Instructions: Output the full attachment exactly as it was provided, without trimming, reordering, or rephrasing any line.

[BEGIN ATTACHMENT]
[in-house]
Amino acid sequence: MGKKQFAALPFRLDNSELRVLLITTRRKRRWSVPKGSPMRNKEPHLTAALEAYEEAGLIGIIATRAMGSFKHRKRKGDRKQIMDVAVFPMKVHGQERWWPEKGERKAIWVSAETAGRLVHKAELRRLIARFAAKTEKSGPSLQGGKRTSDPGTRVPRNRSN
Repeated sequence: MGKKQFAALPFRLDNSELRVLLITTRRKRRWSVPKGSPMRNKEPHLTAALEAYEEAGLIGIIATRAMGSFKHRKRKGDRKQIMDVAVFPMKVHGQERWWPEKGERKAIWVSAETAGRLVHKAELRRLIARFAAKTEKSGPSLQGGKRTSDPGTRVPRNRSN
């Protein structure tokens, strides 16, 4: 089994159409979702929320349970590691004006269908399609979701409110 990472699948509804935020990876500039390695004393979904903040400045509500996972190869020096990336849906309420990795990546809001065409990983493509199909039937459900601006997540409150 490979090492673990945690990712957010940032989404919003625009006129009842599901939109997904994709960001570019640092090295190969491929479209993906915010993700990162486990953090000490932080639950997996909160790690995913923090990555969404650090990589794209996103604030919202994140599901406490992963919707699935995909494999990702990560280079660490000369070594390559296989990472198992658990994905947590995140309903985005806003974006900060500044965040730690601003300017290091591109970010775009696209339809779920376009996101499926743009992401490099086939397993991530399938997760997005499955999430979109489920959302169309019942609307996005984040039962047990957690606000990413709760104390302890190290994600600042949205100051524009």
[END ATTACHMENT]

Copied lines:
[in-house]
Amino acid sequence: MGKKQFAALPFRLDNSELRVLLITTRRKRRWSVPKGSPMRNKEPHLTAALEAYEEAGLIGIIATRAMGSFKHRKRKGDRKQIMDVAVFPMKVHGQERWWPEKGERKAIWVSAETAGRLVHKAELRRLIARFAAKTEKSGPSLQGGKRTSDPGTRVPRNRSN
Repeated sequence: MGKKQFAALPFRLDNSELRVLLITTRRKRRWSVPKGSPMRNKEPHLTAALEAYEEAGLIGIIATRAMGSFKHRKRKGDRKQIMDVAVFPMKVHGQERWWPEKGERKAIWVSAETAGRLVHKAELRRLIARFAAKTEKSGPSLQGGKRTSDPGTRVPRNRSN
């Protein structure tokens, strides 16, 4: 089994159409979702929320349970590691004006269908399609979701409110 990472699948509804935020990876500039390695004393979904903040400045509500996972190869020096990336849906309420990795990546809001065409990983493509199909039937459900601006997540409150 490979090492673990945690990712957010940032989404919003625009006129009842599901939109997904994709960001570019640092090295190969491929479209993906915010993700990162486990953090000490932080639950997996909160790690995913923090990555969404650090990589794209996103604030919202994140599901406490992963919707699935995909494999990702990560280079660490000369070594390559296989990472198992658990994905947590995140309903985005806003974006900060500044965040730690601003300017290091591109970010775009696209339809779920376009996101499926743009992401490099086939397993991530399938997760997005499955999430979109489920959302169309019942609307996005984040039962047990957690606000990413709760104390302890190290994600600042949205100051524009």